The Basics of Copyright Law

by JRO on July 5, 2013

It is important for businesses and individuals alike to understand the basics of copyright and trademark law. Once you develop your business’s image and logo, the establishment of a copyright or trademark is essential. By the same token, you must also be wary that you do not infringe copyrights or trademarks of other organizations, as this can be a serious legal offense. Instead of dealing with the headache of legal action, be sure to arm yourself with the knowledge you need to build your own unique brand. For starters, you should know that The United States Patent and Trademark office oversees trademarks and the US Copyright Office oversees copyrights. This article will go over some of the basics of copyright and trademark law.

What Is a Copyright?

The basic definition of a copyright is a form of legal protection for intellectual works, also known as “original works of authorship,” that may include, but are not limited to, literary, dramatic, artistic and musical works. Thanks to the 1976 Copyright Act, any piece of work you own can be covered under basic copyright laws in the US. The owner of the work has the right to reproduce, sell or distribute it to the public or place on display any way they wish. On the flip side, others are unable to steal, profit or distribute copyrighted work. For example, a musician cannot take a piece of music from another artist without the creator’s express consent, and an art gallery is unable to reproduce copies of the original artist’s work without explicit permission from the copyrighted artist himself.

Trademark Definition

According to the United States Patent and Trademark Office, the basic definition of a trademark is a symbol, word, or words legally registered or established through frequent usage as representing a particular company or product. The law says that any “words, symbols, sounds, names or colors that distinguish one brand from others, cannot be manufactured, re-produced and sold to others.” Trademarks mostly pertain to commerce, so they are more likely to be of interest for business purposes, rather than a copyrighted product. All trademarks must be unique and not easily confused for another business’s trademark. If you wish to do research before establishing a business trademark, search the Trademark Electronic Search System to find other registered trademarks before spending time and energy developing your own.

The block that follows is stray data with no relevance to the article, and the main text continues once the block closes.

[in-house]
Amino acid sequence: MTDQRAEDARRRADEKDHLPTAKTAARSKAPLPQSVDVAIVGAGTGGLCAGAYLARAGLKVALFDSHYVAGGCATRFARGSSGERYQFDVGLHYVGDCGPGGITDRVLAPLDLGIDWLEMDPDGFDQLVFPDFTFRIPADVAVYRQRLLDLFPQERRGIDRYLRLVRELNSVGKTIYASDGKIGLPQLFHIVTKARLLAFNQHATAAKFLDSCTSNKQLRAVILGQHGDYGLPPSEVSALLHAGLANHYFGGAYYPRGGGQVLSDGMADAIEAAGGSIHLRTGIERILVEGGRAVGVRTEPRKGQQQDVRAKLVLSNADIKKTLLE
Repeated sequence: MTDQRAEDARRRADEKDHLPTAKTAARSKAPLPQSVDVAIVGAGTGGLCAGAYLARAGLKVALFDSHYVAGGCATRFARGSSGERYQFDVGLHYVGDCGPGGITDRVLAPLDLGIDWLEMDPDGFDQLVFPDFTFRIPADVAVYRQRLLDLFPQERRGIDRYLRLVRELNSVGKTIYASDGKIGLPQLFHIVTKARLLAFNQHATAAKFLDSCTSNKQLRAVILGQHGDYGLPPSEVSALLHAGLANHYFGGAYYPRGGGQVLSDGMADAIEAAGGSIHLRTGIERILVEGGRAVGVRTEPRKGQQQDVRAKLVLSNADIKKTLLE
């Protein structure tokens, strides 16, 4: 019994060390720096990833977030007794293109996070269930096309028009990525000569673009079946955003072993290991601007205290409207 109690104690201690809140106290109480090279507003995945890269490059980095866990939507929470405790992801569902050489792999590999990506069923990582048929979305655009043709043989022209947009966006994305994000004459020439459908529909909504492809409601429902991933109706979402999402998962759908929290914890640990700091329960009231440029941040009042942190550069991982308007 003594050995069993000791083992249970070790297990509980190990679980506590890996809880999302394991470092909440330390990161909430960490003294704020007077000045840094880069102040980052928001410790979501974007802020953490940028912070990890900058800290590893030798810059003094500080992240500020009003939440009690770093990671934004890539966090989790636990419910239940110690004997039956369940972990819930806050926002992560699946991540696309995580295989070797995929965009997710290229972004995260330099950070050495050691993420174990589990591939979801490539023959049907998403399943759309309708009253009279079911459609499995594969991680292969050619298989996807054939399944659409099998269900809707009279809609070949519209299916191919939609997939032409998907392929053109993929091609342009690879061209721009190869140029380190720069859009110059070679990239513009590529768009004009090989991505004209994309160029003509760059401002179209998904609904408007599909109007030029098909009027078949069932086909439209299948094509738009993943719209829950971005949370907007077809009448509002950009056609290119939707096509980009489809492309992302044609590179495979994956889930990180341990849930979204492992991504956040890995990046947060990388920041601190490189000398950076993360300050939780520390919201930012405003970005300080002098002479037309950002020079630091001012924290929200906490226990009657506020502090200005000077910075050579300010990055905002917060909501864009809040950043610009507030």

Copyright Establishment

The United States Copyright Office states, “Only the original creator of the work can claim copyright.” At times, this may get a little murky. For example, if an educator employed by a school or university writes a book for a publisher the publisher then maintains copyright of the work rather than the author of the material. In the case of an artist, he or she does not have to apply for a copyright. Once the work has been created, it is automatically protected under U.S. Copyright law.

Trademark Establishment

All businesses must apply for a trademark through the U.S. Patent and Trademark Office. Once developed, the business must compose a description of the product or service they provide. As of November 2012, the filing fee is $325.


According to United States Copyright Law, any work of art created after January 1, 1978, is automatically copyrighted from the moment of creation, until 70 years after the creator dies. This also applies in the case of a collaboration between two artists; the copyright extends to 70 years after the passing to the last surviving artist. Work-for-hire copyrights extend 120 years after the creation date, or 90 years after publication date; whichever is longer.

In addition to Copyright Law, Jay Patterson focuses on Tax Fraud, Constitutional Law, Criminal Defense and other legal issues.

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